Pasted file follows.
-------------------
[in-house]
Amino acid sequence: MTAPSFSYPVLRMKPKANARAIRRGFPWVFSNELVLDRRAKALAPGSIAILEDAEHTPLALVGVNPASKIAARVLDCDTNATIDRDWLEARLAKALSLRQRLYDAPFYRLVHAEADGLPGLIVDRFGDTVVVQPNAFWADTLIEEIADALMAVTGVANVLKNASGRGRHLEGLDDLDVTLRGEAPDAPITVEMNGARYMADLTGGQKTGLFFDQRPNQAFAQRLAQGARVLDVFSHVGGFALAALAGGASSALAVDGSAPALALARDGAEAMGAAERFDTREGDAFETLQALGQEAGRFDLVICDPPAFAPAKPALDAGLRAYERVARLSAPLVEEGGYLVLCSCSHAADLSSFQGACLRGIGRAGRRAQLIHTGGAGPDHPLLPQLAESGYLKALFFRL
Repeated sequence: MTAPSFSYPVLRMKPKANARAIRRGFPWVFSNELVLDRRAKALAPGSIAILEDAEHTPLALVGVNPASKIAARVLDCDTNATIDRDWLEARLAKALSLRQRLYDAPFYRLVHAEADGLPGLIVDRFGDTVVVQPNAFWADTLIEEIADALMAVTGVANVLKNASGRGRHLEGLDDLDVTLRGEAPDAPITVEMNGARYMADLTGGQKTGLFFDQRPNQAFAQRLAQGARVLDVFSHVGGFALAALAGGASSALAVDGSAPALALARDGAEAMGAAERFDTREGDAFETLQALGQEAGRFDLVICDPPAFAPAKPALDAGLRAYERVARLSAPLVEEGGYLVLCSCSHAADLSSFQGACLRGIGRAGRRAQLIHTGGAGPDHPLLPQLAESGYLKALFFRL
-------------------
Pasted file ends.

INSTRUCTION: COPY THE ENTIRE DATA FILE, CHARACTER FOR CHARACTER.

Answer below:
[in-house]
Amino acid sequence: MTAPSFSYPVLRMKPKANARAIRRGFPWVFSNELVLDRRAKALAPGSIAILEDAEHTPLALVGVNPASKIAARVLDCDTNATIDRDWLEARLAKALSLRQRLYDAPFYRLVHAEADGLPGLIVDRFGDTVVVQPNAFWADTLIEEIADALMAVTGVANVLKNASGRGRHLEGLDDLDVTLRGEAPDAPITVEMNGARYMADLTGGQKTGLFFDQRPNQAFAQRLAQGARVLDVFSHVGGFALAALAGGASSALAVDGSAPALALARDGAEAMGAAERFDTREGDAFETLQALGQEAGRFDLVICDPPAFAPAKPALDAGLRAYERVARLSAPLVEEGGYLVLCSCSHAADLSSFQGACLRGIGRAGRRAQLIHTGGAGPDHPLLPQLAESGYLKALFFRL
Repeated sequence: MTAPSFSYPVLRMKPKANARAIRRGFPWVFSNELVLDRRAKALAPGSIAILEDAEHTPLALVGVNPASKIAARVLDCDTNATIDRDWLEARLAKALSLRQRLYDAPFYRLVHAEADGLPGLIVDRFGDTVVVQPNAFWADTLIEEIADALMAVTGVANVLKNASGRGRHLEGLDDLDVTLRGEAPDAPITVEMNGARYMADLTGGQKTGLFFDQRPNQAFAQRLAQGARVLDVFSHVGGFALAALAGGASSALAVDGSAPALALARDGAEAMGAAERFDTREGDAFETLQALGQEAGRFDLVICDPPAFAPAKPALDAGLRAYERVARLSAPLVEEGGYLVLCSCSHAADLSSFQGACLRGIGRAGRRAQLIHTGGAGPDHPLLPQLAESGYLKALFFRL